Wingnut pharmacists to rape victim: Sorry, we won't help you.
(Arizona Daily Star) After a sexual assault one recent weekend, a young Tucson woman spent three frantic days trying to obtain the drug to prevent a pregnancy, knowing that each passing day lowered the chance the drug would work.
While calling dozens of Tucson pharmacies trying to fill a prescription for emergency contraception, she found that most did not stock the drug.
When she finally did find a pharmacy with it, she said she was told the pharmacist on duty would not dispense it because of religious and moral objections.
“I was so shocked,” said the 20-year-old woman, who, as a victim of sexual assault, is not being named by the Star. “I just did not understand how they could legally refuse to do this.”
Women who report sexual assaults to police receive treatment, examination and the immediate offer of emergency contraception at a local emergency room, according to the policy of most Tucson hospitals.
But, like many sexual assault victims, the 20-year-old woman did not report the assault because she felt traumatized and guilty she had put herself in a situation that left her vulnerable. She was mistakenly locked outside a gathering at a friend’s house and accepted the offer of a neighbor to stay at his place.
“This (sex) was with someone I did not even know and did not want to have intercourse with, and I am in no place now to have children,” she said. “I just don’t think this should be the pharmacist’s decision.”
Controversy over emergency contraception is roiling now at the national level, with FDA scientists resigning over the agency’s refusal to allow emergency contraception to be sold over the counter, without a prescription.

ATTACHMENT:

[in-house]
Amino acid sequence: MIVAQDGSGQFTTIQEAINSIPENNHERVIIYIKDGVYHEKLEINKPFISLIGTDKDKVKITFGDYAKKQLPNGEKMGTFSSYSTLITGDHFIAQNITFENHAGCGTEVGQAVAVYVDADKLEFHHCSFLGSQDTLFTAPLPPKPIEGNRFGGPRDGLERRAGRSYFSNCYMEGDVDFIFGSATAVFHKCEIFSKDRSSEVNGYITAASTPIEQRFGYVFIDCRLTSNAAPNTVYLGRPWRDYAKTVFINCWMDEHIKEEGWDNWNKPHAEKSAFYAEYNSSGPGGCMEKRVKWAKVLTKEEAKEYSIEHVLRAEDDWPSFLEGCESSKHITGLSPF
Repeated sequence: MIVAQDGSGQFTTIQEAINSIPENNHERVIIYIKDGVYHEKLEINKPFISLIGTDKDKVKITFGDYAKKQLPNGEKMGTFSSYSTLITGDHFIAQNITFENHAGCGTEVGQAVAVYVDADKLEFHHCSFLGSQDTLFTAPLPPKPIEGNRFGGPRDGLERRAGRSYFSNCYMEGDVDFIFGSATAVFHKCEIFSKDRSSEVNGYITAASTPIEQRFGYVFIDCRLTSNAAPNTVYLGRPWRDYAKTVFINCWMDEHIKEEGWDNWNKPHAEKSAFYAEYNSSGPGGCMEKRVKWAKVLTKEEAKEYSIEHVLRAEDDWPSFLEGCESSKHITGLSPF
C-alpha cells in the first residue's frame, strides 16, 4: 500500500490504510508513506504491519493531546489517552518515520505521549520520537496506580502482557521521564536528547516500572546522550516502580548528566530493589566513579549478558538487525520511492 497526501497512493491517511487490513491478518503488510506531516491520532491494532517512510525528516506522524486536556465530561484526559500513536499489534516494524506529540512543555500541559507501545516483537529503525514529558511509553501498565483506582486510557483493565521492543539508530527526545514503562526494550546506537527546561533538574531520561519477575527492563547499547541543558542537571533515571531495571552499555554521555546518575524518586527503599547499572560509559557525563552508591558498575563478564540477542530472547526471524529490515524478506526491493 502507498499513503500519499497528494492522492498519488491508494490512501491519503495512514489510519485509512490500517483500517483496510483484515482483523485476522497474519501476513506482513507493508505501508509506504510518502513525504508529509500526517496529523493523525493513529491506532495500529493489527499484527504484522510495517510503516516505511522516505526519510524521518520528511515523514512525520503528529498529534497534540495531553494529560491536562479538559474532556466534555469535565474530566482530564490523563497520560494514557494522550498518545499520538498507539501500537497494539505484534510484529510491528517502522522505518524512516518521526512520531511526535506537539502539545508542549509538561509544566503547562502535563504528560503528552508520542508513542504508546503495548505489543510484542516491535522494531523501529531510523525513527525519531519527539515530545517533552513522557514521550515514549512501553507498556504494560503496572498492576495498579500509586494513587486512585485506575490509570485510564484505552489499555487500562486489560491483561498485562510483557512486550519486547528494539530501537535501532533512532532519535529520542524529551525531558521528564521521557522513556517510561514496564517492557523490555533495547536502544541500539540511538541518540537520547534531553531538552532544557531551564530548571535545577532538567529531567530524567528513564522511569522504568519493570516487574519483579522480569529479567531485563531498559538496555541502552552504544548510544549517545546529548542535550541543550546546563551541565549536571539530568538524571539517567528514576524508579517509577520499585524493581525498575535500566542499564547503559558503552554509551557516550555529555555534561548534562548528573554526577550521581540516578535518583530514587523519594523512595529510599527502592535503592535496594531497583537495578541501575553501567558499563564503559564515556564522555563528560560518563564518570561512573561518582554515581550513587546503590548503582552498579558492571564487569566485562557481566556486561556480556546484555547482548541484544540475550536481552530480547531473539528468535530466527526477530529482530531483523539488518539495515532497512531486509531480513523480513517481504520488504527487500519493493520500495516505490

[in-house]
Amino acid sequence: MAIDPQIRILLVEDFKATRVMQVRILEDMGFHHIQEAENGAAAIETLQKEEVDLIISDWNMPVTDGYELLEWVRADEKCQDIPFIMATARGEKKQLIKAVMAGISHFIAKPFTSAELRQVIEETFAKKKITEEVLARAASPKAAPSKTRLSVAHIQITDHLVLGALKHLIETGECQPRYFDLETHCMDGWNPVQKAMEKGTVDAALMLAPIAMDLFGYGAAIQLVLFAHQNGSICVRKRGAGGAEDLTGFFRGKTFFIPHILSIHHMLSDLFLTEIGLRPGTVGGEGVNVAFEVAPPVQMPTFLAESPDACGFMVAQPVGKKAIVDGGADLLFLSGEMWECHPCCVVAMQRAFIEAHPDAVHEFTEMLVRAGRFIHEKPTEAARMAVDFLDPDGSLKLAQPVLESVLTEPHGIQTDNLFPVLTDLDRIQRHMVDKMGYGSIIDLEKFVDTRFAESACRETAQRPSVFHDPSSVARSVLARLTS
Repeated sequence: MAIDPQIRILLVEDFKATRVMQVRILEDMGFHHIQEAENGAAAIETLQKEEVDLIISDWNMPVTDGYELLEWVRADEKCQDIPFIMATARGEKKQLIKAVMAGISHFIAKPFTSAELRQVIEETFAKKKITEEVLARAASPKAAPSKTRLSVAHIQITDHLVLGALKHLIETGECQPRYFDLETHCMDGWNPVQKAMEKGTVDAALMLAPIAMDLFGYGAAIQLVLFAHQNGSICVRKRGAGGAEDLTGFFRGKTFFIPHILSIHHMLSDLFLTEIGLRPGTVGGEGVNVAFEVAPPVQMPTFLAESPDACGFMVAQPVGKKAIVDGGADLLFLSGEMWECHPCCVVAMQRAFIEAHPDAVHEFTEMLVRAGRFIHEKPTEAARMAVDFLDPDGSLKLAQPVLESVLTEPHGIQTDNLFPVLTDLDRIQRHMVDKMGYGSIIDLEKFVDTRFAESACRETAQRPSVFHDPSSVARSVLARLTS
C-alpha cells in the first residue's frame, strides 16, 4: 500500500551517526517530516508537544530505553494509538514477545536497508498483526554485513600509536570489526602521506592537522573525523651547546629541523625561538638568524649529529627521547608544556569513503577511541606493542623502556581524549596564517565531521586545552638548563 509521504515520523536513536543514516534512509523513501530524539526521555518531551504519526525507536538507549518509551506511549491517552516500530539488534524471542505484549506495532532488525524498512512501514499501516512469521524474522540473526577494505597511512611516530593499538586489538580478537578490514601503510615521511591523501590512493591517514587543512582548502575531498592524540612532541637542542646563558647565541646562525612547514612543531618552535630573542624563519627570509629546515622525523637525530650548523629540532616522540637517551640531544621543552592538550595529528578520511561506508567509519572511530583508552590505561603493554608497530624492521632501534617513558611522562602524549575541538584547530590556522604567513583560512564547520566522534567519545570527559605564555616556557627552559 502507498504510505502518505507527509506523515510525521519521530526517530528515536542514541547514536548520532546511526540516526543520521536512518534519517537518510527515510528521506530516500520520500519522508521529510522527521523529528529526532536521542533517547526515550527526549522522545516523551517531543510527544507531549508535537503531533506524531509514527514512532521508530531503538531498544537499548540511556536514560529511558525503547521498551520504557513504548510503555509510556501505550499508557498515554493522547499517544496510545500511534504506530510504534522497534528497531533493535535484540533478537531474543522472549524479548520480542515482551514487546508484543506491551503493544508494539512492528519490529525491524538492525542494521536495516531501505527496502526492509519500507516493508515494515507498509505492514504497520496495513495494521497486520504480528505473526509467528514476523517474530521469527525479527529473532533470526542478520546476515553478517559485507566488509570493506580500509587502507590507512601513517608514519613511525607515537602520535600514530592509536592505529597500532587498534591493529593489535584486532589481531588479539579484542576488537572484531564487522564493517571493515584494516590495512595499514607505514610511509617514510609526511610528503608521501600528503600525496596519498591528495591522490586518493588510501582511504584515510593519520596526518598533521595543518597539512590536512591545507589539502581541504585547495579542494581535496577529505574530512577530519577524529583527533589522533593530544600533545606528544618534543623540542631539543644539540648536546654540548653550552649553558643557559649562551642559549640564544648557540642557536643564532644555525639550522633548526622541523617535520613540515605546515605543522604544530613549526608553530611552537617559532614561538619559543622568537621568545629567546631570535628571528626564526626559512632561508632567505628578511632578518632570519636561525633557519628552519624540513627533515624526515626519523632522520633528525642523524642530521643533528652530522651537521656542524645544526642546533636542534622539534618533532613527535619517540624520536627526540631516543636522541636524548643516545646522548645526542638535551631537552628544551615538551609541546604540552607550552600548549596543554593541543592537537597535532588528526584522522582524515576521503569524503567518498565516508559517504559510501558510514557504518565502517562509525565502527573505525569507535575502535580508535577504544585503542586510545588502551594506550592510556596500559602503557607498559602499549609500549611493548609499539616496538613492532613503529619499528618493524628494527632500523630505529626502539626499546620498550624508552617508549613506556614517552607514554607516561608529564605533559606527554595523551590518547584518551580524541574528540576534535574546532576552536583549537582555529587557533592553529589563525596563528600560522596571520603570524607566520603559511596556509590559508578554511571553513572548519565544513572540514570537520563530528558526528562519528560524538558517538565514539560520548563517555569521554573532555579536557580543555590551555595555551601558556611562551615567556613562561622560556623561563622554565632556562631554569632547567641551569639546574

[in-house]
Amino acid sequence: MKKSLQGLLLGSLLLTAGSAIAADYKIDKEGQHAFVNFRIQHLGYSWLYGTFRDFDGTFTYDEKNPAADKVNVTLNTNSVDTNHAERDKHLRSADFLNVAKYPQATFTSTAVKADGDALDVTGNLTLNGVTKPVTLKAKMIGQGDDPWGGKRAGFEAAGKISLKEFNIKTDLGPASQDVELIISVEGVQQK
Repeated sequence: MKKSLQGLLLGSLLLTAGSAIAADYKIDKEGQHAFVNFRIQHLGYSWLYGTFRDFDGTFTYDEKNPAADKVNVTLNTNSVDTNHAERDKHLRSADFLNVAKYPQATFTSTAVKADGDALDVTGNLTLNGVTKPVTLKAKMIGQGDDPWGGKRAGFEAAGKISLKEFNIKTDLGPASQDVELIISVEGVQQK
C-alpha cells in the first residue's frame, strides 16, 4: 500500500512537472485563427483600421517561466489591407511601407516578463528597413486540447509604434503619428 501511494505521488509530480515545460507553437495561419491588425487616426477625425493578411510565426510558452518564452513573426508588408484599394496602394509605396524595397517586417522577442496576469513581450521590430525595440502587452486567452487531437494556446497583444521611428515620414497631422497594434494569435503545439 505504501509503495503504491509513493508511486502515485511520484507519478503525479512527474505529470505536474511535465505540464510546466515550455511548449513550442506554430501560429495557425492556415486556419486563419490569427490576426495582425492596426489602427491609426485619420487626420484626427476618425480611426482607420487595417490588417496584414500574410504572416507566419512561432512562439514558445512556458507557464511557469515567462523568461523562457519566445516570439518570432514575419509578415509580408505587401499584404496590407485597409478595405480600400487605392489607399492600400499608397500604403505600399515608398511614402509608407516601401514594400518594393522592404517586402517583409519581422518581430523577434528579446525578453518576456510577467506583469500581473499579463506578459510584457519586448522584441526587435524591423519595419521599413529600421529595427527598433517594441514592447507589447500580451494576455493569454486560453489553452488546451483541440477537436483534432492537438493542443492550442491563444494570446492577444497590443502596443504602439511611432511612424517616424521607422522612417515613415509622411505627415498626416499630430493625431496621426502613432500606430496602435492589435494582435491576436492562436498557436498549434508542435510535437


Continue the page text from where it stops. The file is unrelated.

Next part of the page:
The issue surfaced in Arizona last winter, when Gov. Janet Napolitano vetoed a bill that would have permitted pharmacists to refuse to dispense it on moral or religious grounds.
But her veto was essentially meaningless, as most of the drugstore chains that dominate Tucson already allow that as a matter of corporate policy. Most also require that the customer be immediately referred to another pharmacist or drugstore willing to fill the prescription.
“He (the manager) said he would fill it himself if we could get there before his shift ended, within 10 minutes,” said Sabrina Fladness, a University of Arizona student and [friend of the assault victim].
“But we were more than 10 minutes away, so that was impossible. So he said we would have to come back the next morning” – after the shift of the refusing pharmacist ended.
“He made no provision for getting it that night,” she said.
And this is Tucson, Arizona, not exactly a rural backwater where there are only a few pharmacists available. What is the rape victim in Enid, Oklahoma or Girdwood, Alaska or any other remote town supposed to do in an emergency? And who are these idiot pharmacists who believe God prefers rapists to be fruitful and multiply?